Email Security 101

Tomorrow evening, I’ll be discussing email security at the NYC Oath Keepers meeting. For whatever reason, I won’t have any bandwidth at the facility so I took a stab at creating my first screencast. This turned out to be a fun project as I discovered some very powerful (and extremely easy to use) software called OpenShot. There was no need to install or run in on my laptop. Instead, I just used recordmydesktop to create the videos and then pieced everything together on another box.

This video is my attempt communicate the following:

It can be very easy to spoof an email. Yes, I know SMTP can be hardened but I wanted to expose my viewers to the core issues.

Once an email is sent, it is accessible to anyone with access to the server where it is eventually delivered (or even the network, for that matter).

Email security is best addressed from an end-to-end perspective using public-key crypto.

TIP: You can expand the video below to “full screen” mode by clicking the >< icon in the lower right hand area (to the left of the Vimeo logo)

So go ahead and send me a email if you’d like. Just make sure you use my public key. If you would like to start using digital cryptography with your email but are not sure where to begin, you can start here.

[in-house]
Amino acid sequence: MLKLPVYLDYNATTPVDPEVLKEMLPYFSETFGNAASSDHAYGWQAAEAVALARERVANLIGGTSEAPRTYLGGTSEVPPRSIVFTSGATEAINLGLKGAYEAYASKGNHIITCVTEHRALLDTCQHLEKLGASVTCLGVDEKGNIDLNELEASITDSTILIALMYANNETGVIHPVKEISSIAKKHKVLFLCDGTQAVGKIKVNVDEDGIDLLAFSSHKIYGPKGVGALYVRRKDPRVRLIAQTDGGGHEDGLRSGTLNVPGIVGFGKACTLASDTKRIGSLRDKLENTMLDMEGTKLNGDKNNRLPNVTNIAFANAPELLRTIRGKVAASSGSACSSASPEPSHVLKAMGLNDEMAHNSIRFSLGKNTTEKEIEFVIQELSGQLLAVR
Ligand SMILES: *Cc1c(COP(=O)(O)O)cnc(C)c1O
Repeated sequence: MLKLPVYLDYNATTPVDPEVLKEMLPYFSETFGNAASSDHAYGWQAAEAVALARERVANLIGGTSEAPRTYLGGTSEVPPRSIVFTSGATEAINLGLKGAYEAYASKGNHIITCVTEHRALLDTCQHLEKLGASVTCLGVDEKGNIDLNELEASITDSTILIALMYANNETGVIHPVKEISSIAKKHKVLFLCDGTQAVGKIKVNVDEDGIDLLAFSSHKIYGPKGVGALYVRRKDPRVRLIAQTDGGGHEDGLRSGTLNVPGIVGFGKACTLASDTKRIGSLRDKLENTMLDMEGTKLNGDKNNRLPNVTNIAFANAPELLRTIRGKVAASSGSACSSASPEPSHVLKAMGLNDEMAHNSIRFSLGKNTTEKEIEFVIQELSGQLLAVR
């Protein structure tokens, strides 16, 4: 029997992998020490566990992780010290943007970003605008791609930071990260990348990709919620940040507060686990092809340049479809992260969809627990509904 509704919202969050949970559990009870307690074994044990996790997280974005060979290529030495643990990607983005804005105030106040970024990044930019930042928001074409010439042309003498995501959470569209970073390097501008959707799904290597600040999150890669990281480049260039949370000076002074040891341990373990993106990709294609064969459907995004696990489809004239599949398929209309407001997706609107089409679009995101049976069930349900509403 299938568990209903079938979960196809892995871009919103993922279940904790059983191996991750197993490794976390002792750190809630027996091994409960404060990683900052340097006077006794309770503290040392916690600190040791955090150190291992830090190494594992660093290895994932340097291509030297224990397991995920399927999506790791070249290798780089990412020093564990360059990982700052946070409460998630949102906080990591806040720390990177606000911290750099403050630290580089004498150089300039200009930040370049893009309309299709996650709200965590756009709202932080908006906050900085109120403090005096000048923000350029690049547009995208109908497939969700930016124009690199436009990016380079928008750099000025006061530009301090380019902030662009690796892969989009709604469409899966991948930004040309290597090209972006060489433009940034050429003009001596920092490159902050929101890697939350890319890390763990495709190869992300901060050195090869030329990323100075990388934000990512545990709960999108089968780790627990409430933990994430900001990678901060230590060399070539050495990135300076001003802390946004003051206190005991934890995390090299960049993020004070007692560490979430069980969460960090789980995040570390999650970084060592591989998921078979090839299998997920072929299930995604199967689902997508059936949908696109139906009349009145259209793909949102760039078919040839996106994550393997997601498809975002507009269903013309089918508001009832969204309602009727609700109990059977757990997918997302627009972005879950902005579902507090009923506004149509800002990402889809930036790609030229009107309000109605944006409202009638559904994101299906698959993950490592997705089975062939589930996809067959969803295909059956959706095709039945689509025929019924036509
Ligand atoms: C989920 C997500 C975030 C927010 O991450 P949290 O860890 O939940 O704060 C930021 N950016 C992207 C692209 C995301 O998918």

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3 Comments

  1. Adam Kosmin says:

    This article provides yet another example of why end-to-end public-key cryptography is so important.

    http://www.infowars.com/isps-removing-their-customers-email-encryption/

    What is important to understand here is that the encryption strategy described in the article is not truely end-to-end to begin with. It only covers the connection between a user’s email client and the ISP’s mail server. From there, the data (your email) still has a bit of a journey to take before it ends up in the intended INBOX of the person you are communicating with. All in all, it would be best to combine both strategies whenever possible. In other words, your mail client should always attempt to use an encrypted connection when communicating with your ISP’s mail server and your actual email messages should always be digitally signed and/or encrypted when appropriate.

  2. Adam Kosmin says:

    Another great introduction to PGP can be found on http://robots.thoughtbot.com/pgp-and-you

  3. garry says:

    Providing security to the emails data and the other things is very important to maintain the confidentiality.

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